How To Write a Business Proposal. Get Your Focus Right !
Updated: Mar 14
When writing a proposal, you need to focus on what is important - the client! Far too often, people will just talk about themselves and their business.
As much as this can be relevant, the importance should be placed upon the client/buyer. Talk about how your business will benefit them and how they will be better off choosing your services over anyone else.
By showing you understand your client's issues and empathise with them, you highlight your expertise in the market, reduce the perceived risk of a new supplier, while giving yourself an opportunity to show how you would manage these 'issues'.
Structuring A Business Proposal
Structuring your proposal in the correct way is the key to making sure it flows and reads well. Proposals will, of course, vary in size and structure but there are some fundamental principles to stick by.
One of these is: if you are given a structure to follow, follow it! Whatever is given to you e.g. core elements to include or a list of evaluation criteria, you need to stick by them.
This will act as your structure for the document and will also show the client that you have responded clearly to their requirements.
Your response can’t just be seen as being pulled from a generic template that you send to every client. It needs to be catered and specific to one client only and their needs.
If you haven’t been given any requirements for your proposal, here are some things you may want to include:
Our Understanding of Your Needs
Proposed Solution / Key Service Offerings and Differentiators
Demonstrating a Commitment to Cost Saving & Process Efficiencies
Our Service Delivery/ Account/ Project Team
Our Partnership Approach to Relationship Management
Ongoing Relationship Management / Account/Project Management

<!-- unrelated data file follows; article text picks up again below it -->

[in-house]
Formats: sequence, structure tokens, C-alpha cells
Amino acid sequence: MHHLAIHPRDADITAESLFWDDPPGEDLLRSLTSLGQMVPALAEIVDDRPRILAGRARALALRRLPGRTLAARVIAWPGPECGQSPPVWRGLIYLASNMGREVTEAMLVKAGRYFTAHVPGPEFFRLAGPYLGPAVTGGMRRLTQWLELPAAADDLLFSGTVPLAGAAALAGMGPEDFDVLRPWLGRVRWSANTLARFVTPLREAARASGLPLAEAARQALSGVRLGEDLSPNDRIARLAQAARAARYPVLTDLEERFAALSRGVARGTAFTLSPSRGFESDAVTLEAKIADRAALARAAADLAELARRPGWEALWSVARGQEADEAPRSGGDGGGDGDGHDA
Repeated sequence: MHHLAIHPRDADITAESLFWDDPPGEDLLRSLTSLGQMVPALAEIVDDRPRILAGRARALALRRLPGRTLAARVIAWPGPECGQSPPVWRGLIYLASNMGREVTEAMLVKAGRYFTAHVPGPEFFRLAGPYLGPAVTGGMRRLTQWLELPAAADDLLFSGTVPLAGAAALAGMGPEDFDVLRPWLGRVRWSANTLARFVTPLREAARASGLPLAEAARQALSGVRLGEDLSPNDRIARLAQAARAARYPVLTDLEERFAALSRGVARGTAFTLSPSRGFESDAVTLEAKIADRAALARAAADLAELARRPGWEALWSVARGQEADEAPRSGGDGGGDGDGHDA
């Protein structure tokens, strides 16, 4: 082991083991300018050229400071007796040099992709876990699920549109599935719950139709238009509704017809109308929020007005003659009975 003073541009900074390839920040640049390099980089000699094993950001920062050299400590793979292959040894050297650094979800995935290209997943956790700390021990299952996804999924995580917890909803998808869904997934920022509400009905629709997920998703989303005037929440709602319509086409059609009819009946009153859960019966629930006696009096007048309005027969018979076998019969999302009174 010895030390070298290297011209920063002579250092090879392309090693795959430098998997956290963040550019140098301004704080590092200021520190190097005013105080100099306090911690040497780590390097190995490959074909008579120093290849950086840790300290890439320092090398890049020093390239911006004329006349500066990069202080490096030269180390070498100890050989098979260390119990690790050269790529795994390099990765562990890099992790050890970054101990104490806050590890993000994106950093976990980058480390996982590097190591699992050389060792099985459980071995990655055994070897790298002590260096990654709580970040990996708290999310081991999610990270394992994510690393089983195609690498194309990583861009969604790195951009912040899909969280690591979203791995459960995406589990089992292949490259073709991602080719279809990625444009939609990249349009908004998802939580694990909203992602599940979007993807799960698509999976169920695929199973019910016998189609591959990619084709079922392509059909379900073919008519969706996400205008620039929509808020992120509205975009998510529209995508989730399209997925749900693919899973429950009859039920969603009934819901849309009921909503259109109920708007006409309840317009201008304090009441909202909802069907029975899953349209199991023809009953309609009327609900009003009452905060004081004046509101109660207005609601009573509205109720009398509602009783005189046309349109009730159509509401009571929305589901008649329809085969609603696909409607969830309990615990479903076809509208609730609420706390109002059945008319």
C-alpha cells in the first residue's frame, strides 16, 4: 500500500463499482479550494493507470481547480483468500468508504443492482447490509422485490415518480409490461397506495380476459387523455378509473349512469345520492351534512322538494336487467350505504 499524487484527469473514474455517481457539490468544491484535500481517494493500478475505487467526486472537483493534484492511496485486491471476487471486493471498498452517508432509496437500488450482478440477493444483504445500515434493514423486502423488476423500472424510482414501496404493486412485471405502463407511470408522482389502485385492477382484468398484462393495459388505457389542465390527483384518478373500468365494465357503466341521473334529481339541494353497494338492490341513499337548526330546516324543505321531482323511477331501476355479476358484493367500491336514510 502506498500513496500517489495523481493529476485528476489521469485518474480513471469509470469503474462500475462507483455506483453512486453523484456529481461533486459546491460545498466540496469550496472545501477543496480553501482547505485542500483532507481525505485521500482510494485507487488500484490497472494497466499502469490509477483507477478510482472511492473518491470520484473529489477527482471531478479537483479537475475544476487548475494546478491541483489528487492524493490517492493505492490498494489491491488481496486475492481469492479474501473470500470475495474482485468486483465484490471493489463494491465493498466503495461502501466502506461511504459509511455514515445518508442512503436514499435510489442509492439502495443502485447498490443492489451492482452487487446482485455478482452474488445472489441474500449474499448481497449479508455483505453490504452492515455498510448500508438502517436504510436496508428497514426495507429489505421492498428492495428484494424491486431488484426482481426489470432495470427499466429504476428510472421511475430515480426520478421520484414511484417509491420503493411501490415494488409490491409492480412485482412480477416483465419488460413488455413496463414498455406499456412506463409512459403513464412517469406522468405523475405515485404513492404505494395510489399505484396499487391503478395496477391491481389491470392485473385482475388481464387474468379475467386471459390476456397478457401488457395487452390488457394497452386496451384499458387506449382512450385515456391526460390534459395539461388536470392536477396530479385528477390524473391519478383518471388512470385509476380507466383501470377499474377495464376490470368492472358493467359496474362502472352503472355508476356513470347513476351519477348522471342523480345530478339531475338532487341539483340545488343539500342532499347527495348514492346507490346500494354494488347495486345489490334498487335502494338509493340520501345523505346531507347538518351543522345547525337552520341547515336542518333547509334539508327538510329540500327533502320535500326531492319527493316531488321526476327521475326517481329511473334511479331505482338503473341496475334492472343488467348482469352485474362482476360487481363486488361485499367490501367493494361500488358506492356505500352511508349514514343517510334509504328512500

Implementation and Mobilisation Plan
Proven Track Record of Managing Similar Projects
Managing Workload and Surge Capacity
Our Approach to Managing Risk
Communication and Reporting
Issue Resolution and Escalation Processes
Quality Assurance / Compliance with quality standards / Key Performance Indicators & Service Level Agreements
Relevant Experience / Our Track Record / References and Case Studies
Accreditations, Affiliations and Memberships
Example Appendices - Biographies, Case Studies, Financial Information, Policies and Procedures, Quality Certification, Insurance Detail.
Understanding The Process
If there is not a formal specification document, or brief to read - you need to fully consider what the client is looking for.
Asking yourself questions such as “what do they want”, “what are their perceived risks” and “what is important to them”. Using these questions, and/or the formal documents, you need to start considering what the best solution is for the client.
This is the key. Why is your solution the best solution for the client, considering the client requirements and the market they are in?
To know this you need to understand your likely competitor's solutions.
By asking yourself these questions you should be able to create a single sheet of bullet points which describe ultimately why you should win the contract; your win themes!
As you are drafting a proposal for a client, your win themes should be clear throughout - as if it has been done right - this is what the client will be interested in, and will help them make the right decision.
The Final Touches
So, let’s say content-wise, you have smashed the ball out of the park and written a winning proposal. That's great and all, but how does it look?
The content of the proposal is obviously what matters the most but the design of it should also represent your brand and that of your client.
It’s important to think about readability e.g. don’t just provide large blocks of text through the document.
Make use of flow charts to describe processes, infographics, tables to quickly and clearly show compliance, added value and photos to build trust.